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Nature. 1983 Jun 16-22;303(5918):627-9.

Immunization to a syngeneic sarcoma by a monoclonal auto-anti-idiotypic antibody.


Idiotypic networks regulate the immune response to a variety of antigens. Antibodies generated against other antibodies, called anti-idiotypic antibodies, can themselves mimic antigen and elicit a specific immune response. They have been shown to induce delayed-type hypersensitivity (DTH) to model antigens in the mouse. As anti-idiotypic antibodies are thought to be involved in the response to tumour-associated antigens we tested whether injection of monoclonal antibodies derived from mice hyperimmunized to a syngeneic, chemically induced sarcoma could mimic antigen and induce DTH to the sarcoma in naive mice. One of the monoclonal antibodies, 4.72, primed BALB/c mice for DTH to the sarcoma but not for DTH to another sarcoma or to sheep erythrocytes. Antibody 4.72 did not induce DTH in mice of immunoglobulin allotype congeneic strains nor did it bind to the sarcoma cells. As antibodies specific for this sarcoma have not been detected, we do not know whether idiotype on immunoglobulin molecules is recognized by antibody 4.72. However, as the response induced by antibody 4.72 was both antigen-specific and allotype-restricted, analogous to those induced by anti-idiotypic antibodies in other systems, we propose that antibody 4.72 is an anti-idiotypic antibody.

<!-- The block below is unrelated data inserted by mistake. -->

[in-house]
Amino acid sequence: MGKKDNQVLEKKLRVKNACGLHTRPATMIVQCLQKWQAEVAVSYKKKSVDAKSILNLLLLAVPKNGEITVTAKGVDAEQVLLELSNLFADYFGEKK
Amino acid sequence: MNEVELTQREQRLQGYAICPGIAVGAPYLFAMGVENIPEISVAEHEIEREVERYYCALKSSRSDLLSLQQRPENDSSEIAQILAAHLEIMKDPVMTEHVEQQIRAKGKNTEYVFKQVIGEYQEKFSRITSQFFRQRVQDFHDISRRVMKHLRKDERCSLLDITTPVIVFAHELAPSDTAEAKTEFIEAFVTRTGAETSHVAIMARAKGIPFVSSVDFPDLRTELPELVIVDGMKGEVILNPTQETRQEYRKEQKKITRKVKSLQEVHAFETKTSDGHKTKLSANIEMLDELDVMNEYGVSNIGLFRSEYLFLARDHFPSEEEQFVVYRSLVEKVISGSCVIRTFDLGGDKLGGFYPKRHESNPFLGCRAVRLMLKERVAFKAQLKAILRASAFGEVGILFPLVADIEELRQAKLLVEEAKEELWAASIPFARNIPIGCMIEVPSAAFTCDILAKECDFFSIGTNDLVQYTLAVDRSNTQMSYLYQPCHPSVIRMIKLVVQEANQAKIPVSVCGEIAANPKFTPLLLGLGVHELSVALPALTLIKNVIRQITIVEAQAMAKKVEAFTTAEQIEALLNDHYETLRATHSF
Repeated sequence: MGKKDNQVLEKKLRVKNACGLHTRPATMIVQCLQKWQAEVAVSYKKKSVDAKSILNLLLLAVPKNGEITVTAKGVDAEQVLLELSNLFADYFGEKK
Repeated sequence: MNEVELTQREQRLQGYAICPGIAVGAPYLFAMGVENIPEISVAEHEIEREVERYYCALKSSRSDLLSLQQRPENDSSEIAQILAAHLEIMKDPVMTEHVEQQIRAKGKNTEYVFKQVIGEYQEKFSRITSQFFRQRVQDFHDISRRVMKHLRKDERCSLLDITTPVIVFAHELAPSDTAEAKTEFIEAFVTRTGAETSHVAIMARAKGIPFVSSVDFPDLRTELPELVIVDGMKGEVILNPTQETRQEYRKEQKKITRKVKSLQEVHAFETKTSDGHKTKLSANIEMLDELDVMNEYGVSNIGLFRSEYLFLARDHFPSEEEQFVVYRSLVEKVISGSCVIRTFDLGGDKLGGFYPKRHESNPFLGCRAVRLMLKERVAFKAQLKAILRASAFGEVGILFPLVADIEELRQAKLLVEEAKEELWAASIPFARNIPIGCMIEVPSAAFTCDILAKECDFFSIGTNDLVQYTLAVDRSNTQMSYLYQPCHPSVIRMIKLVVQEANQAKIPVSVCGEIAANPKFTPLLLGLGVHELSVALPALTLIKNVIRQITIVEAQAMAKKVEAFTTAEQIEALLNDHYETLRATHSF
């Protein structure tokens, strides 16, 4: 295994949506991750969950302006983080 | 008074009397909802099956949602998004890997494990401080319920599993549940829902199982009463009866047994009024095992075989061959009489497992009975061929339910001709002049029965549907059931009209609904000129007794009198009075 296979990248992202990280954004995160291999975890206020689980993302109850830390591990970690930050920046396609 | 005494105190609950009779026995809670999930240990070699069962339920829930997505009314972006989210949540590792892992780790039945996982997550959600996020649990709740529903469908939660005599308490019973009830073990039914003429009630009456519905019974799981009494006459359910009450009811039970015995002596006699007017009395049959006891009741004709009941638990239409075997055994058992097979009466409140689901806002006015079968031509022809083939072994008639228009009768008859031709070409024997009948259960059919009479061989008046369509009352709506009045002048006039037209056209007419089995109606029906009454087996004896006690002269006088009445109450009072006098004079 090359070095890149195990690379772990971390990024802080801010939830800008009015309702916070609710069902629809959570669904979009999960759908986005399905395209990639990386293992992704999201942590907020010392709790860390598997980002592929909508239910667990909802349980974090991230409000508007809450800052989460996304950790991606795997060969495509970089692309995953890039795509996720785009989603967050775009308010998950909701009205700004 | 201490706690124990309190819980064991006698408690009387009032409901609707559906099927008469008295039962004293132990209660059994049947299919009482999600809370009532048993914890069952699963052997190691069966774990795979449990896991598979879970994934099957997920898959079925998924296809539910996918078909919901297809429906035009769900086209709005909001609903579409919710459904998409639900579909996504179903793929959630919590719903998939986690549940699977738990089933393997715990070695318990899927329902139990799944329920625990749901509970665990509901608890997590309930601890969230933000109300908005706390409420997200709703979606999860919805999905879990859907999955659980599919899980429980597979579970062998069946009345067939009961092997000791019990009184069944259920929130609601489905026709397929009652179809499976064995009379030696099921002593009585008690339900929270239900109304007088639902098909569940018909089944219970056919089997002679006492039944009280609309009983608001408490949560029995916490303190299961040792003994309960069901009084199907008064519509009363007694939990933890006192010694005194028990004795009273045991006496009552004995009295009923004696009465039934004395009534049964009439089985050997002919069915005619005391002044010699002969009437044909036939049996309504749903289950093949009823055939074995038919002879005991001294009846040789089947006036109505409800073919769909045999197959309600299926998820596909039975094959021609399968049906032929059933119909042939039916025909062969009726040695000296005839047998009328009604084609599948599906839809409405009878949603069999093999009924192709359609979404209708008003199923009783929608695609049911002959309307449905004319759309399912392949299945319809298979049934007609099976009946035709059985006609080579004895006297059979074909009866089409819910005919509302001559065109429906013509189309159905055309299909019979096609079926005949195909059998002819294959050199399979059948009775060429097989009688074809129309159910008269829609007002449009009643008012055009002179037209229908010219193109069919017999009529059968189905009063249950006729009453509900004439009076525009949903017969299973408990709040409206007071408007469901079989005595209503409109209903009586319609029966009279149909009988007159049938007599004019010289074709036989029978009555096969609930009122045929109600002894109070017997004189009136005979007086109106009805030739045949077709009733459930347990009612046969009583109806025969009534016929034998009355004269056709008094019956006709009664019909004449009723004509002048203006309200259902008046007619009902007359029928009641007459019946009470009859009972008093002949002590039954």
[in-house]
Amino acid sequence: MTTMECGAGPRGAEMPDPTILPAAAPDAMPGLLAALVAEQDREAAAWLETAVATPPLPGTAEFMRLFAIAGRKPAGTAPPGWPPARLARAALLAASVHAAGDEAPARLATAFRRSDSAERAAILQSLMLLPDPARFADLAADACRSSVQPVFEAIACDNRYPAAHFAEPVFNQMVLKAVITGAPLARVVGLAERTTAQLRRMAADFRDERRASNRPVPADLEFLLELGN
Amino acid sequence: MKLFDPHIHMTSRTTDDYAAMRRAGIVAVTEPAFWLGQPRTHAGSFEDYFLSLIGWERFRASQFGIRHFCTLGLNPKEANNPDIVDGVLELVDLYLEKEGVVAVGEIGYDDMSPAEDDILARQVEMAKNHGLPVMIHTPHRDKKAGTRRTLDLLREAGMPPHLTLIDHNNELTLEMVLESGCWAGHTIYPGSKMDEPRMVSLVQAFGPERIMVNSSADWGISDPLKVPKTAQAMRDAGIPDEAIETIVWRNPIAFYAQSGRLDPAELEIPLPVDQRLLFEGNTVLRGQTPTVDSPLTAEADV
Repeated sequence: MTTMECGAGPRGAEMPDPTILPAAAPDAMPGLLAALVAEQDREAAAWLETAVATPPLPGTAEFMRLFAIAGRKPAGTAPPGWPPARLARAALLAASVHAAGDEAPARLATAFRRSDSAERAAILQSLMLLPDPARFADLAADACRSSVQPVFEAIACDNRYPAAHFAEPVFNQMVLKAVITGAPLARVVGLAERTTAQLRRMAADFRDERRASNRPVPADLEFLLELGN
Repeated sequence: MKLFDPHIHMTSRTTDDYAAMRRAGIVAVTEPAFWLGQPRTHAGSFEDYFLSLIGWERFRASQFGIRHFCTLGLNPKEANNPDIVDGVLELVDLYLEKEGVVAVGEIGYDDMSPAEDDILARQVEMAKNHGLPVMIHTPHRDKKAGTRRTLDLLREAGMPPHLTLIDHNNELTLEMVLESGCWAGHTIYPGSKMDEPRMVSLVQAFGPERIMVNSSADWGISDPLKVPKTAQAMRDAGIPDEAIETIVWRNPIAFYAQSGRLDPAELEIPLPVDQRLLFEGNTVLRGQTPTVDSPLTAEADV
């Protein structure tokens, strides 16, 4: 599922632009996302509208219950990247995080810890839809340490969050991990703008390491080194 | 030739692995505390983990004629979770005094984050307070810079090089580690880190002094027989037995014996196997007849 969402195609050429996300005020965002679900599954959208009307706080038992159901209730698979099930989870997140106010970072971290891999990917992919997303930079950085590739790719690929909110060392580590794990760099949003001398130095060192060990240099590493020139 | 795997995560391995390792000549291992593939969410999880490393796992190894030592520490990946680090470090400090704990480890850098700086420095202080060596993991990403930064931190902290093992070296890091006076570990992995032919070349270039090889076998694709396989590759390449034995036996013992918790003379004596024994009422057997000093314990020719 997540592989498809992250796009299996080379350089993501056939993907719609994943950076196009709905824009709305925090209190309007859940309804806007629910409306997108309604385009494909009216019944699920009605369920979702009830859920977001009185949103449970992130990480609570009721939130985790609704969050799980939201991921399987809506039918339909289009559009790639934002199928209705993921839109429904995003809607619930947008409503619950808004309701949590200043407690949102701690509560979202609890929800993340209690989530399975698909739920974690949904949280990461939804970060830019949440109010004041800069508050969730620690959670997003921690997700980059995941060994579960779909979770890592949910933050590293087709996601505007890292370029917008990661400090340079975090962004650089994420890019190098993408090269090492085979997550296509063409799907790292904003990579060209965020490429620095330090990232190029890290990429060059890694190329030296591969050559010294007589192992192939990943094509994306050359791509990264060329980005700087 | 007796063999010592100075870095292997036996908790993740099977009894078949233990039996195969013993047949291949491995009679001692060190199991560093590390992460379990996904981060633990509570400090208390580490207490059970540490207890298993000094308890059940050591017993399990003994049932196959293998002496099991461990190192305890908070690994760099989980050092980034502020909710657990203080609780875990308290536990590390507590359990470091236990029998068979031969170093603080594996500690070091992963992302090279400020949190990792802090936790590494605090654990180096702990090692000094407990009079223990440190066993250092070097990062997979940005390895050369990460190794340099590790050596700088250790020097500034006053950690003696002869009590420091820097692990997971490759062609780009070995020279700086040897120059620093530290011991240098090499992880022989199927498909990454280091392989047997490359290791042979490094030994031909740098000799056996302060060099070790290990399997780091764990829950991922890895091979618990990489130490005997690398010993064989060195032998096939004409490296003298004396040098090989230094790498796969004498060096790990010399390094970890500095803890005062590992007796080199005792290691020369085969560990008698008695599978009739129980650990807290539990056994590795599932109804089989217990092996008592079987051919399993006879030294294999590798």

[Indexed for MEDLINE]

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